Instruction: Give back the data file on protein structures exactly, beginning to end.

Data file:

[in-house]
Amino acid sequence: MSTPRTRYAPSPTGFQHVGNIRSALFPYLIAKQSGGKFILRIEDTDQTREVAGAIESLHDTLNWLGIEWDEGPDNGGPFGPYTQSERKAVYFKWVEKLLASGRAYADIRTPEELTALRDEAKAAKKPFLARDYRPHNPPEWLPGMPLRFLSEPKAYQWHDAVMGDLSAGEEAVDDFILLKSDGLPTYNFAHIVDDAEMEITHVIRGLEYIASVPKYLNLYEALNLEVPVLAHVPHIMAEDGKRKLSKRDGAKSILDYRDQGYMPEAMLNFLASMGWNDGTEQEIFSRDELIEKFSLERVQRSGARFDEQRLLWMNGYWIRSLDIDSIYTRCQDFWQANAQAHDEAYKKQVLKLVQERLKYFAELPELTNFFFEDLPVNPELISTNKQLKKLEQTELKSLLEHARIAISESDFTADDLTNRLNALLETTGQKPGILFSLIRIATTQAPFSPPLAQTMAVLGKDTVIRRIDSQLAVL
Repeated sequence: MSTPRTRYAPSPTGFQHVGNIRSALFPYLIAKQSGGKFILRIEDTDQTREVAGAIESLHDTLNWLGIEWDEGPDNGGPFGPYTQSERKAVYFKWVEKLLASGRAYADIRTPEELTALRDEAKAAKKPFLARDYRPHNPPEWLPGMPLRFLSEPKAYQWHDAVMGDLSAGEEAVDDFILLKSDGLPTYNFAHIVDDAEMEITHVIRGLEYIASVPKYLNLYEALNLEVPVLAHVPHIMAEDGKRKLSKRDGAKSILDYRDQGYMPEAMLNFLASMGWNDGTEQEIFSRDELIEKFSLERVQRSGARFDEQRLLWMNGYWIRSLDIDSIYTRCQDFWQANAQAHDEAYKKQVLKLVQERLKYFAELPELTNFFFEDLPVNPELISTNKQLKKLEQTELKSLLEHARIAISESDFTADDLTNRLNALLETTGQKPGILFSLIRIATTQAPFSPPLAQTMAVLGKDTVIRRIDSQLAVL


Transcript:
[in-house]
Amino acid sequence: MSTPRTRYAPSPTGFQHVGNIRSALFPYLIAKQSGGKFILRIEDTDQTREVAGAIESLHDTLNWLGIEWDEGPDNGGPFGPYTQSERKAVYFKWVEKLLASGRAYADIRTPEELTALRDEAKAAKKPFLARDYRPHNPPEWLPGMPLRFLSEPKAYQWHDAVMGDLSAGEEAVDDFILLKSDGLPTYNFAHIVDDAEMEITHVIRGLEYIASVPKYLNLYEALNLEVPVLAHVPHIMAEDGKRKLSKRDGAKSILDYRDQGYMPEAMLNFLASMGWNDGTEQEIFSRDELIEKFSLERVQRSGARFDEQRLLWMNGYWIRSLDIDSIYTRCQDFWQANAQAHDEAYKKQVLKLVQERLKYFAELPELTNFFFEDLPVNPELISTNKQLKKLEQTELKSLLEHARIAISESDFTADDLTNRLNALLETTGQKPGILFSLIRIATTQAPFSPPLAQTMAVLGKDTVIRRIDSQLAVL
Repeated sequence: MSTPRTRYAPSPTGFQHVGNIRSALFPYLIAKQSGGKFILRIEDTDQTREVAGAIESLHDTLNWLGIEWDEGPDNGGPFGPYTQSERKAVYFKWVEKLLASGRAYADIRTPEELTALRDEAKAAKKPFLARDYRPHNPPEWLPGMPLRFLSEPKAYQWHDAVMGDLSAGEEAVDDFILLKSDGLPTYNFAHIVDDAEMEITHVIRGLEYIASVPKYLNLYEALNLEVPVLAHVPHIMAEDGKRKLSKRDGAKSILDYRDQGYMPEAMLNFLASMGWNDGTEQEIFSRDELIEKFSLERVQRSGARFDEQRLLWMNGYWIRSLDIDSIYTRCQDFWQANAQAHDEAYKKQVLKLVQERLKYFAELPELTNFFFEDLPVNPELISTNKQLKKLEQTELKSLLEHARIAISESDFTADDLTNRLNALLETTGQKPGILFSLIRIATTQAPFSPPLAQTMAVLGKDTVIRRIDSQLAVL